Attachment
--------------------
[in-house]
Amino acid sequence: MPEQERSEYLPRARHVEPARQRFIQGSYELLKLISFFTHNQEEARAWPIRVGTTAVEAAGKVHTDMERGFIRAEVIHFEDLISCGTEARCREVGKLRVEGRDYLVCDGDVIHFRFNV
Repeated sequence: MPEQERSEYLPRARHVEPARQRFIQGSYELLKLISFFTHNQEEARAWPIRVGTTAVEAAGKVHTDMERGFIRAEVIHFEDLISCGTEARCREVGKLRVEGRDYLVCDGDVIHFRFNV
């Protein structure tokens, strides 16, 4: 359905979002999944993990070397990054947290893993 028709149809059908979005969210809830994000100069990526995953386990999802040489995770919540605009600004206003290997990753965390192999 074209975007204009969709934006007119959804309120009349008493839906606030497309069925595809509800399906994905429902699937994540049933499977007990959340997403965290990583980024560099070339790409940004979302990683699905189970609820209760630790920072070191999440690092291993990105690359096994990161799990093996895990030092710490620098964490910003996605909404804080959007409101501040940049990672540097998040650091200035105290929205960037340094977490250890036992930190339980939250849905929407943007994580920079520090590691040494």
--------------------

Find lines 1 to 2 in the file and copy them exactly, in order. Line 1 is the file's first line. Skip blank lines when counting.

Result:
[in-house]
Amino acid sequence: MPEQERSEYLPRARHVEPARQRFIQGSYELLKLISFFTHNQEEARAWPIRVGTTAVEAAGKVHTDMERGFIRAEVIHFEDLISCGTEARCREVGKLRVEGRDYLVCDGDVIHFRFNV